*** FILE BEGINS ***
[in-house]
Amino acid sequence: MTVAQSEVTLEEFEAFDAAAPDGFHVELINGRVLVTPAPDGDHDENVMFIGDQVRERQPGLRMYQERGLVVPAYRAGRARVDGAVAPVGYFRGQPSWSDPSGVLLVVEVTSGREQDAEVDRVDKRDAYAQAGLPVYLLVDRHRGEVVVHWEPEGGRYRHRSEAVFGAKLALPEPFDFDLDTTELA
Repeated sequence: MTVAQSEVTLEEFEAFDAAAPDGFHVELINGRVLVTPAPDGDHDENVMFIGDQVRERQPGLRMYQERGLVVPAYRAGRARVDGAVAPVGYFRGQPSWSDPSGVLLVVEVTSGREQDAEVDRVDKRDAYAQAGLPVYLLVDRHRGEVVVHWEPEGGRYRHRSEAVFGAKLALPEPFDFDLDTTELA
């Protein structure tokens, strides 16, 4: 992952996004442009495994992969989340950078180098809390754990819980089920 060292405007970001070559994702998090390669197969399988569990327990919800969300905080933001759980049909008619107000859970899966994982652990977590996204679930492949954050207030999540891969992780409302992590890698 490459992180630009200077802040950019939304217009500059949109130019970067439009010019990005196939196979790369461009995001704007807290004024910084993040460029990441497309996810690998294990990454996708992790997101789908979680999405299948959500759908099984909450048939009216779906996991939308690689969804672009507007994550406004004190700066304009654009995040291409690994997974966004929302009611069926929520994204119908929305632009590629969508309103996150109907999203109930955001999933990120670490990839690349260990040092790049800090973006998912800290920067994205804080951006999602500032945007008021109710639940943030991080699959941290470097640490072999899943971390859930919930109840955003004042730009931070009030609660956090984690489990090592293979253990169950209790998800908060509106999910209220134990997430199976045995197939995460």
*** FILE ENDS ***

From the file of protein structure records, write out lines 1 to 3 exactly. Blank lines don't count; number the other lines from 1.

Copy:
[in-house]
Amino acid sequence: MTVAQSEVTLEEFEAFDAAAPDGFHVELINGRVLVTPAPDGDHDENVMFIGDQVRERQPGLRMYQERGLVVPAYRAGRARVDGAVAPVGYFRGQPSWSDPSGVLLVVEVTSGREQDAEVDRVDKRDAYAQAGLPVYLLVDRHRGEVVVHWEPEGGRYRHRSEAVFGAKLALPEPFDFDLDTTELA
Repeated sequence: MTVAQSEVTLEEFEAFDAAAPDGFHVELINGRVLVTPAPDGDHDENVMFIGDQVRERQPGLRMYQERGLVVPAYRAGRARVDGAVAPVGYFRGQPSWSDPSGVLLVVEVTSGREQDAEVDRVDKRDAYAQAGLPVYLLVDRHRGEVVVHWEPEGGRYRHRSEAVFGAKLALPEPFDFDLDTTELA